By: Kevin Sanders
It's all too easy nowadays to get caught in the confines of visualizing EDM as a strictly party-driven, bass pounding rage scene. It's ubiquitous on the main stage, and everyone eagerly awaits their favorite artist's next seizure-inducing anthem, whether it be an upbeat house track, or a slower tempo, sub-bass grinding dubstep banger to help acquaint your forehead to the dirt. And when it's 2am and you’ve been dancing for ten hours straight keeping up with your friend who doesn’t consider a festival their only workout for the month, this is necessary to continue the exhilaration while also staving off crippling fatigue.
Yet this does not describe the vast majority of time you spend listening to music. Yeah, it's always good to have a ready made playlist of the latest heat, but sometimes you just need something to chill to and not bring out your inner psychotically raging self. Enter Cloudchord.
Formerly known as D.V.S*, the guitarist/producer recently decided to rebrand himself under a different moniker, and just released his first full-length album Imprint via our friends at Gravitas Recordings. If you were unsure of what to play at your next post game or while doing miscellaneous work that needed a background beat, look no further than this remarkably exquisite masterpiece. In what comes together as the mash up of Marshmello and Sunsquabi you never knew you needed, Derek VanScoten puts out a release that dances across your eardrums, putting them in a state of ephemeral ecstasy that you are in no rush to end. Coming in at a solid length of 12 tracks, each song is an eclectic groove that gives off a signature sound while refraining from sounding repetitive.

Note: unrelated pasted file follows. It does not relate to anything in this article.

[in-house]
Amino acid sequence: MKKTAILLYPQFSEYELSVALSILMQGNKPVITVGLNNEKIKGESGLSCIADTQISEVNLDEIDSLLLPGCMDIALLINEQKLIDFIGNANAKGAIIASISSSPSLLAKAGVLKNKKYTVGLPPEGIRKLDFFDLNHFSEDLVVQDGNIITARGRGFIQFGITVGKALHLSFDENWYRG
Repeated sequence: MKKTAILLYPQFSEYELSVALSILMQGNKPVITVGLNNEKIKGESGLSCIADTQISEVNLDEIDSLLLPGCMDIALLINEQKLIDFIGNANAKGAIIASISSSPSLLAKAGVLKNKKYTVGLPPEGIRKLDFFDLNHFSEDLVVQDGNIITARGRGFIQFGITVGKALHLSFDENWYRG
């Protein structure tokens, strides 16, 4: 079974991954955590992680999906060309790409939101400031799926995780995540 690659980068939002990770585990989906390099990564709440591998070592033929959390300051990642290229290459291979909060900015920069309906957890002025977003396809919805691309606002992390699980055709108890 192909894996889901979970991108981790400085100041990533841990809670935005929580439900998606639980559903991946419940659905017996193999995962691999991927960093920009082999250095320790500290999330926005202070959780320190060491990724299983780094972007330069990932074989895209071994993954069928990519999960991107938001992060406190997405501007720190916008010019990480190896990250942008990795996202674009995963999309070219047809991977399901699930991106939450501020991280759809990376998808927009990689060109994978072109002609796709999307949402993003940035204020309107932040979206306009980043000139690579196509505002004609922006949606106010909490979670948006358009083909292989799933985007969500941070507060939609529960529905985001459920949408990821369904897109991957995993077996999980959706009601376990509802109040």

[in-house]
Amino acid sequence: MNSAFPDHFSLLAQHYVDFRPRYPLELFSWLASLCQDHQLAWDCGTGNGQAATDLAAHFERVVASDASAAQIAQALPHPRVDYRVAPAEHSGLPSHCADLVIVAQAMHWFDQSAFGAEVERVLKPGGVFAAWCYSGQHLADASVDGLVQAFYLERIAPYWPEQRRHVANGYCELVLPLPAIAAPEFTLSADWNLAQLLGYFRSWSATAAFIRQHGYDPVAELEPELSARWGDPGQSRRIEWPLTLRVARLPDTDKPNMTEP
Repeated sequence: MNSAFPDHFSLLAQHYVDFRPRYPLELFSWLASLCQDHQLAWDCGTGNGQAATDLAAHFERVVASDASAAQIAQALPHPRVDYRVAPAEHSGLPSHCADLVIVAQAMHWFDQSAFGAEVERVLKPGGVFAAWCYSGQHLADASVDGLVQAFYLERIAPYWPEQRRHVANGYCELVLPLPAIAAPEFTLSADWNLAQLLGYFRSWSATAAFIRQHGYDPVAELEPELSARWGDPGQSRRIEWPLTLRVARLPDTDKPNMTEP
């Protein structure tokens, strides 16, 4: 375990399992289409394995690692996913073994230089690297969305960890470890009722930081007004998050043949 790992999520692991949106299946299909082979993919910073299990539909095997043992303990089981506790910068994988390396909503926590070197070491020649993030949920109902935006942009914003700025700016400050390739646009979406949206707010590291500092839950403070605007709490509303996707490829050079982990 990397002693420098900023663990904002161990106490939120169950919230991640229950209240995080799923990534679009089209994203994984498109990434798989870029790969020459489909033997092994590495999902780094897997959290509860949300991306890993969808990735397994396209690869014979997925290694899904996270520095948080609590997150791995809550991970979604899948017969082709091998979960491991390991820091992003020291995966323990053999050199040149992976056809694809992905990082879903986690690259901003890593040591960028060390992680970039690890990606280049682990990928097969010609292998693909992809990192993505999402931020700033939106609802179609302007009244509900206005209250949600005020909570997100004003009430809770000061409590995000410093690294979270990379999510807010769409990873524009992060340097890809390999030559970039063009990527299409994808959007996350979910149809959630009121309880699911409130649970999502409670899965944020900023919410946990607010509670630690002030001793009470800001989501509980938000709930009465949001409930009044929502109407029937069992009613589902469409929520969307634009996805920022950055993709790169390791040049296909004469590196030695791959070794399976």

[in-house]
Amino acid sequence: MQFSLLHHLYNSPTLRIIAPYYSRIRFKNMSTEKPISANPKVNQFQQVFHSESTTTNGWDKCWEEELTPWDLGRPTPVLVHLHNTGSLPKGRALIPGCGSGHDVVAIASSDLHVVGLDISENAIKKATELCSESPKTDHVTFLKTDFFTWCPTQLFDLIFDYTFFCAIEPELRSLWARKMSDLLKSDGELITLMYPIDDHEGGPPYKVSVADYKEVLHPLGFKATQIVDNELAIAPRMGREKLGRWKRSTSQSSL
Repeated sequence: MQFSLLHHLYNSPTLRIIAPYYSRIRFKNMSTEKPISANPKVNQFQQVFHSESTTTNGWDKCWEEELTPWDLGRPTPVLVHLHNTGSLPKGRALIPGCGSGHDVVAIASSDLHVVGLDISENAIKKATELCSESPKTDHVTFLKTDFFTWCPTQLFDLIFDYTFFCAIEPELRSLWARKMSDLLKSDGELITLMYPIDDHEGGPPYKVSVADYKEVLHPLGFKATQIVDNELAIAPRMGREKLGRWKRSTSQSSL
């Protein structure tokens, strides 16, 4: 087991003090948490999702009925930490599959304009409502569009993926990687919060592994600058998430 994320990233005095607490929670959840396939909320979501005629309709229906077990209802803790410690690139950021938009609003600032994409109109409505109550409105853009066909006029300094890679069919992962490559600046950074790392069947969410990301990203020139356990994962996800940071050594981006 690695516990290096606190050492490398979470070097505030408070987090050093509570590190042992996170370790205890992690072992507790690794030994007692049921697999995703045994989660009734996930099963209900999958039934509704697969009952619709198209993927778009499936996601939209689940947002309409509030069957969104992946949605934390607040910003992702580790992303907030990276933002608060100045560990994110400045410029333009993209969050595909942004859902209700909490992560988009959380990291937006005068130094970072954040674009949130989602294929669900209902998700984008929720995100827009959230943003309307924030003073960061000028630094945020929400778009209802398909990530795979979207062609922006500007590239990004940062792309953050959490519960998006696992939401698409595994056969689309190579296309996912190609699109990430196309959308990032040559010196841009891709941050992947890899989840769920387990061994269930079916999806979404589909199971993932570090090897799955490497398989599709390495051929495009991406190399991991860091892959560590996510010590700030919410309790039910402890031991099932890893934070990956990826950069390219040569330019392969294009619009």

Featuring the aforementioned SunSquabi as well as trumpet player Erinn Bone, this slow migration of jubilation inducing tracks never once leaves you unsatisfied or yearning for something more…except more Cloudchord.
Standout tracks include “Flicker,” “Seven Sisters,” and “Lacuna,” but do not brashly assume this means the rest of the album is mediocre. Rather, take it to mean Imprint is so well composed that any track placed on another album would be labeled as a standout, making these three selections true electronic production perfection.
While it may not get the high profile recognition of having any of its songs played by a festival headliner, Imprint nonetheless is a true example of craftsmanship and the product of an artist who has had over a decade of experience in the scene. If a light-hearted, groovy, but still upbeat sound is what titillates your auditory sensors, then it would be fair to place this album with the Picasso’s of this unique subgenre of electronic music.
The functionality you are trying to use is for members only. Would you like to sign in?